J. L. BELL is a Massachusetts writer who specializes in (among other things) the start of the American Revolution in and around Boston. He is particularly interested in the experiences of children in 1765-75. He has published scholarly papers and popular articles for both children and adults. He was consultant for an episode of History Detectives, and contributed to a display at Minute Man National Historic Park.

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Tuesday, July 28, 2020

“Safe no where but in his house”

On the evening of Wednesday, 1 Mar 1775, Henry Barnes opened the door of his large house in Marlborough (shown above, even larger after nineteenth-century expansion).

Two strangers from England stepped inside. They apologized to Barnes “for taking the liberty to make use of his house” and revealed that they were British army officers in disguise–Capt. William Brown and Ens. Henry DeBerniere.

Barnes wasn’t surprised. His Patriot neighbors had actually expected these spies to arrive in Marlborough the previous day. Alerted by Timothy Bigelow of Worcester, “a party of liberty people” had gone to [Abraham] Williams‘s tavern to meet them. Marlborough “was very violent,” Barnes warned the officers, and they “could be safe no where but in his house.”

The merchant asked Brown and DeBerniere if they had spoken to anyone on their way into town. The officers mentioned telling a baker where they were headed. “A little startled,” Barnes explained that the baker “was a very mischievous fellow, and that there was a deserter at his house.”

Indeed, the three men soon determined that that deserter, Drummer John Swain, was from Capt. Brown’s own company in the 52nd Regiment. Swain had certainly recognized his officer and confirmed everyone’s suspicions that these visitors were military spies.

There was another knock at the door. Leaving the officers in an interior room, Barnes went to see who it was. A doctor—local historian Charles Hudson later guessed that this was Dr. Samuel Curtis (1747-1822)—had come for supper. Barnes knew that Dr. Curtis:
  • hadn’t been invited for supper that evening.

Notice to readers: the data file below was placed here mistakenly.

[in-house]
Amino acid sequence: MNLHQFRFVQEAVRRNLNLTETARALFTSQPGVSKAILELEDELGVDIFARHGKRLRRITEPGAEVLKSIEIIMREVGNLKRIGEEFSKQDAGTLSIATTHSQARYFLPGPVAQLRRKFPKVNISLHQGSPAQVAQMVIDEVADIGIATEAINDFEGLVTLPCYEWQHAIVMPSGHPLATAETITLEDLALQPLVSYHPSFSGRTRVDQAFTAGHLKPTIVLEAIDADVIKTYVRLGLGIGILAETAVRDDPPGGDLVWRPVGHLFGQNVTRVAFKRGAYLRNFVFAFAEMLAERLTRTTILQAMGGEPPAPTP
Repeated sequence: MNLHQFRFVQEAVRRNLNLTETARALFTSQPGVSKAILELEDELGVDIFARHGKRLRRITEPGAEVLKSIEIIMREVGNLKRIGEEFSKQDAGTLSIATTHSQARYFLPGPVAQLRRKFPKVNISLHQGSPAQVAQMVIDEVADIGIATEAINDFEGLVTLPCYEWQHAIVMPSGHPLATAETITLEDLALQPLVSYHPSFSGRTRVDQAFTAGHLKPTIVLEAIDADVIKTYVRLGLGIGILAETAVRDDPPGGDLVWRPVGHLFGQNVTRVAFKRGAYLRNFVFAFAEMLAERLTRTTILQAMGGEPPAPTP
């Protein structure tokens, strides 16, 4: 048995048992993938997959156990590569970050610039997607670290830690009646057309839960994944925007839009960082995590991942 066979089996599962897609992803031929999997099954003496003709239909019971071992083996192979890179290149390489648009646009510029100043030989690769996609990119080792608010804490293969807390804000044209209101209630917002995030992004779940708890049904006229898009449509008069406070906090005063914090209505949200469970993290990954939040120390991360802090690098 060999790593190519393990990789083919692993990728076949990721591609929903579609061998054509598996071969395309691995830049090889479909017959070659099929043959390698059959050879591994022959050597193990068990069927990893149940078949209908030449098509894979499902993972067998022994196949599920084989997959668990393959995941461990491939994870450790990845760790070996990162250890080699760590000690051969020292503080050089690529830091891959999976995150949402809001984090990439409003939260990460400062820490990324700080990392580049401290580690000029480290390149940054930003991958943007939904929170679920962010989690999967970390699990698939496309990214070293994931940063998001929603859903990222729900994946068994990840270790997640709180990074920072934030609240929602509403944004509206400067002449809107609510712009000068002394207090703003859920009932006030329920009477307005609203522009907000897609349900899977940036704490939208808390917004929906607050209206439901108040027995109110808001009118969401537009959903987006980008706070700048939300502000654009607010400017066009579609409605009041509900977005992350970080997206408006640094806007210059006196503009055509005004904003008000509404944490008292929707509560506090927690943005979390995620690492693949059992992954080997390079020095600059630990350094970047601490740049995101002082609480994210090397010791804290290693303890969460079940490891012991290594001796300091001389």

• hadn’t visited the house for two years.
  • was a member of Marlborough’s committee of correspondence.
The merchant told the physician that because there was company he “could not have the pleasure of attending him that night.”

Dr. Curtis then turned to a child in the room. (Ens. DeBerniere believed this girl was Barnes’s daughter, but other sources say Henry and Christian Barnes had no surviving children but raised a couple of nieces.) The doctor asked the girl who Barnes “had got with him.” Presumably all the other adults in the house held their breath.

TOMORROW: Leaving Marlborough behind.


Don Carleton said...

Gage might have just as well have sent out the Thom(p)son twins from Tintin given the level of competence in undercover ops exhibited by DeBerniere and Brown!

J. L. Bell said...

Brown and DeBerniere made two trips out into the Massachusetts countryside looking for weapons—this one and another to Concord a few weeks later.

They were immediately recognized as British officers during their first stop in Watertown and then at other locations. They burned two Loyalists who offered them shelter—Henry Barnes and Daniel Bliss of Concord. (Their favorite innkeeper in Weston, Isaac Jones, simply waited out the start of the war and then started contracting for the Continentals.)

At the same time, Brown and DeBerniere did actually confirm the location of the cannon that their commander, Gen. Thomas Gage, was seeking. And they were able to lead troops to that place, James Barrett’s farm in Concord, on 19 April, though by that date the ordnance had been removed. So they did actually carry out their assignment.

Mike said...

It's as if they learned spycraft from Nathan Hale.

Don Carleton said...

Yeah, but they still seemed pretty inept at the "undercover" part of their business!